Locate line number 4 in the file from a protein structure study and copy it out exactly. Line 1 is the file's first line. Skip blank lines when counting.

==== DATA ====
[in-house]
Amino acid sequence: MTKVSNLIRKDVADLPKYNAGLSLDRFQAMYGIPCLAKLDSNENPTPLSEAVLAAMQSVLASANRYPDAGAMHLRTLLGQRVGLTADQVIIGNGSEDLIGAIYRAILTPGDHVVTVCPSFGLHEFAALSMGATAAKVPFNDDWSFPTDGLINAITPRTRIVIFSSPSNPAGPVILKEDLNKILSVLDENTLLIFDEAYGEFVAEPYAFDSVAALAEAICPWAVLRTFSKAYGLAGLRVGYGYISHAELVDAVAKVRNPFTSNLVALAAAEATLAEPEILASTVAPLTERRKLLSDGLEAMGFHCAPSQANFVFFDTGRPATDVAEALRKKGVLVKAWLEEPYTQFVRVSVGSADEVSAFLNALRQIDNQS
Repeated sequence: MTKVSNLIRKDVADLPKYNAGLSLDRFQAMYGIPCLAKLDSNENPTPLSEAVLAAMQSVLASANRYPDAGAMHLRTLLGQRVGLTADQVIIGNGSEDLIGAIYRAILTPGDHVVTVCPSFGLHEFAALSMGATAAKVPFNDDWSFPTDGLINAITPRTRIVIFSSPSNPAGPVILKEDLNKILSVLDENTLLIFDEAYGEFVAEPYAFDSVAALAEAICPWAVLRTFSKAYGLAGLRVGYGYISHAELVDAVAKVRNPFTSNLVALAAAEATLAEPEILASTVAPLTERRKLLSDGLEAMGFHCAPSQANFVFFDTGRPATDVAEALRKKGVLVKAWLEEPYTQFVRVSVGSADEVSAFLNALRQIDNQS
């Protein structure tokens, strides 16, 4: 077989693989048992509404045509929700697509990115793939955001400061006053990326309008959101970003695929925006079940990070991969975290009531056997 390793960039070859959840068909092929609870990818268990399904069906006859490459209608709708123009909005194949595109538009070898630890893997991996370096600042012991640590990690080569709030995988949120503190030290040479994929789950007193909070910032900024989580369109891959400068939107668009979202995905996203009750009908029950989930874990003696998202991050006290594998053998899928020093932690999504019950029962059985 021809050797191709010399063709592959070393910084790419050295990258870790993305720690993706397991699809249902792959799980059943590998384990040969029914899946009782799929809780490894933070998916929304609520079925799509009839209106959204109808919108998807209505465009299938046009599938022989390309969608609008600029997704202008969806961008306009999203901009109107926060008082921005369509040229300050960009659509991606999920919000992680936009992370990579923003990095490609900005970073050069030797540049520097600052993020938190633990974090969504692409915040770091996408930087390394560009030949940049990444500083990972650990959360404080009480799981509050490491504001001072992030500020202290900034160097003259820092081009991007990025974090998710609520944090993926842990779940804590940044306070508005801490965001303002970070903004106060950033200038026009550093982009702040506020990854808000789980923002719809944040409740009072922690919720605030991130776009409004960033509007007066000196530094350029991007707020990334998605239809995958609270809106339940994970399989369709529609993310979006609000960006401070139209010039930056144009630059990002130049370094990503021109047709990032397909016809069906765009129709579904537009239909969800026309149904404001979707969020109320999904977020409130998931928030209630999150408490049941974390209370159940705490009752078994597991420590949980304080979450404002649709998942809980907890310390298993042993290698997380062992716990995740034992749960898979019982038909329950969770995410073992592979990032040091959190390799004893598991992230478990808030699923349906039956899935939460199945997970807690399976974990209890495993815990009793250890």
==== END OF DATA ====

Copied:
């Protein structure tokens, strides 16, 4: 077989693989048992509404045509929700697509990115793939955001400061006053990326309008959101970003695929925006079940990070991969975290009531056997 390793960039070859959840068909092929609870990818268990399904069906006859490459209608709708123009909005194949595109538009070898630890893997991996370096600042012991640590990690080569709030995988949120503190030290040479994929789950007193909070910032900024989580369109891959400068939107668009979202995905996203009750009908029950989930874990003696998202991050006290594998053998899928020093932690999504019950029962059985 021809050797191709010399063709592959070393910084790419050295990258870790993305720690993706397991699809249902792959799980059943590998384990040969029914899946009782799929809780490894933070998916929304609520079925799509009839209106959204109808919108998807209505465009299938046009599938022989390309969608609008600029997704202008969806961008306009999203901009109107926060008082921005369509040229300050960009659509991606999920919000992680936009992370990579923003990095490609900005970073050069030797540049520097600052993020938190633990974090969504692409915040770091996408930087390394560009030949940049990444500083990972650990959360404080009480799981509050490491504001001072992030500020202290900034160097003259820092081009991007990025974090998710609520944090993926842990779940804590940044306070508005801490965001303002970070903004106060950033200038026009550093982009702040506020990854808000789980923002719809944040409740009072922690919720605030991130776009409004960033509007007066000196530094350029991007707020990334998605239809995958609270809106339940994970399989369709529609993310979006609000960006401070139209010039930056144009630059990002130049370094990503021109047709990032397909016809069906765009129709579904537009239909969800026309149904404001979707969020109320999904977020409130998931928030209630999150408490049941974390209370159940705490009752078994597991420590949980304080979450404002649709998942809980907890310390298993042993290698997380062992716990995740034992749960898979019982038909329950969770995410073992592979990032040091959190390799004893598991992230478990808030699923349906039956899935939460199945997970807690399976974990209890495993815990009793250890």